Editor's note: Frida Ghitis is a world affairs columnist for the Miami Herald and World Politics Review. A former CNN producer and correspondent, she is the author of "The End of Revolution: A Changing World in the Age of Live Television." Follow her on Twitter @FridaGhitis. The opinions expressed in this commentary are solely those of the author.
(CNN) -- You cannot look away from the twin disasters befalling the people of Syria and Iraq. That is what President Barack Obama has realized.
More than three years after an uprising to topple Syrian dictator Bashar al-Assad spun into a devastating civil war, Obama is asking Congress for $500 million to help arm and train the moderate Syrian opposition.
It is late. More than 150,000 Syrians have already died. It's a staggering number. And the situation is only getting worse.
Now Iraq, too, has become a battleground for sectarian conflict, threatening to create an even larger regional catastrophe. Competing groups and battling ideologies are at war, and the most extreme are fighting vigorously and making gains.
There's no question that this is the most complicated of conflicts. Three-dimensional chess does not begin to describe it. But there is also no question that all the wrong people are winning. That's partly because those with moderate ideology have not received any support while others are bolstered by outside backers.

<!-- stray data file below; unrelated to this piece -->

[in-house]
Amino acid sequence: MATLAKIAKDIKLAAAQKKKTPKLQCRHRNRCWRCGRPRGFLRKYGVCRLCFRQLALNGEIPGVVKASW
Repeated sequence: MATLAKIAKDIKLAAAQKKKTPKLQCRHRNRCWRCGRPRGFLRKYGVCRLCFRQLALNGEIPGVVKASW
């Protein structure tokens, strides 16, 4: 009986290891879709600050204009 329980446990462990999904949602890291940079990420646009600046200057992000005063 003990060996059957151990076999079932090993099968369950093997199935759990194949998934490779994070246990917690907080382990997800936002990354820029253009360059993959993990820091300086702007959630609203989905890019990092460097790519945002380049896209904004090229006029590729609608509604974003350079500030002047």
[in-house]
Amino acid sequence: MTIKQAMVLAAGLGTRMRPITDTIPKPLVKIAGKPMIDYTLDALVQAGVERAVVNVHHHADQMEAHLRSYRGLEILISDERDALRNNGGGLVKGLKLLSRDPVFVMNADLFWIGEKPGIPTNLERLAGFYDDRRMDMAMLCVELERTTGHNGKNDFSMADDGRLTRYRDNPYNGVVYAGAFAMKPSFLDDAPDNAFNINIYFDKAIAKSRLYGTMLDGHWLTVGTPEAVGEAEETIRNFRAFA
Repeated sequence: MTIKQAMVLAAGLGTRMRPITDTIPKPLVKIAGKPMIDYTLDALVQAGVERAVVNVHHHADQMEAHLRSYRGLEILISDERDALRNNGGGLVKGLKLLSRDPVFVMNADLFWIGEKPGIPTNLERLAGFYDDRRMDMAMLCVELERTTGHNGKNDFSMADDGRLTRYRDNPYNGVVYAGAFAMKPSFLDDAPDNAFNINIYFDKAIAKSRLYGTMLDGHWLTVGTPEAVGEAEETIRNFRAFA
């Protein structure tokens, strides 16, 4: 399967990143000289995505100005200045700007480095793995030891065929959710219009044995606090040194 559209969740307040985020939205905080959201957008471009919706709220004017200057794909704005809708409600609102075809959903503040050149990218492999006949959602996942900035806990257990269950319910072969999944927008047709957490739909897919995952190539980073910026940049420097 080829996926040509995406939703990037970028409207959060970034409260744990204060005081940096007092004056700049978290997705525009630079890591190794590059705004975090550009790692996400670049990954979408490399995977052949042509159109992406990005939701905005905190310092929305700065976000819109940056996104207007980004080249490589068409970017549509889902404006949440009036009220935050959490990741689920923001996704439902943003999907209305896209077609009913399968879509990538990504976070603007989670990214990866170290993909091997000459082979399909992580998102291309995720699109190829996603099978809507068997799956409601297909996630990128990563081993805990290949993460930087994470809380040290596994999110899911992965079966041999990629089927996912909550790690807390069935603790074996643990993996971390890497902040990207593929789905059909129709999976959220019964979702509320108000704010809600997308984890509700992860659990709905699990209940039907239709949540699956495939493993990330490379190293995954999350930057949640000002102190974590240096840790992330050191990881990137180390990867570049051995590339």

Al-Assad, whose downfall seemed all but certain, receives military support from Iran and ground forces from Hezbollah, Lebanon's Iran-allied Shiite militia, which has helped him turn the tide in the battlefield. Obama threatened to intervene after al-Assad used chemical weapons, but backed away after a chemical disarmament deal, but al-Assad continues to slaughter civilians by the thousands.
The rebels seeking to topple al-Assad, meanwhile, are deeply divided and are fighting each other. Moderates have lost ground to Islamist extremists, who receive support from Persian Gulf donors. Extremists are also divided. The Nusra Front, an al Qaeda arm in Syria, has broken with ISIS, the Islamic State in Iraq and Syria.
It is ISIS, whose brutality even al Qaeda considers excessive, that has swept across the Syrian border into Iraq.
The more fanatical the group, the better it is doing. The radicals' advances attract more support and make their ideology more appealing, which strengthens their numbers. And groups like ISIS, now flush with cash, have no intention of stopping their expansion.
Now the war in Syria has spilled in the worst possible way into Iraq, not only threatening the survival of that country but creating the very real possibility that a radical Islamist state of the most extremist kind could take root across both Syria and Iraq, creating a base of operations for attacks on U.S. allies, with Jordan first in line, and for terrorist training and planning.
There's no question that finding "moderates" is a very difficult task. And it's certainly true that Obama's plan to start arming the moderate opposition is risky. The weapons could fall into the wrong hands, as they have in the past, and stepping even indirectly into a sectarian war is a perilous proposition.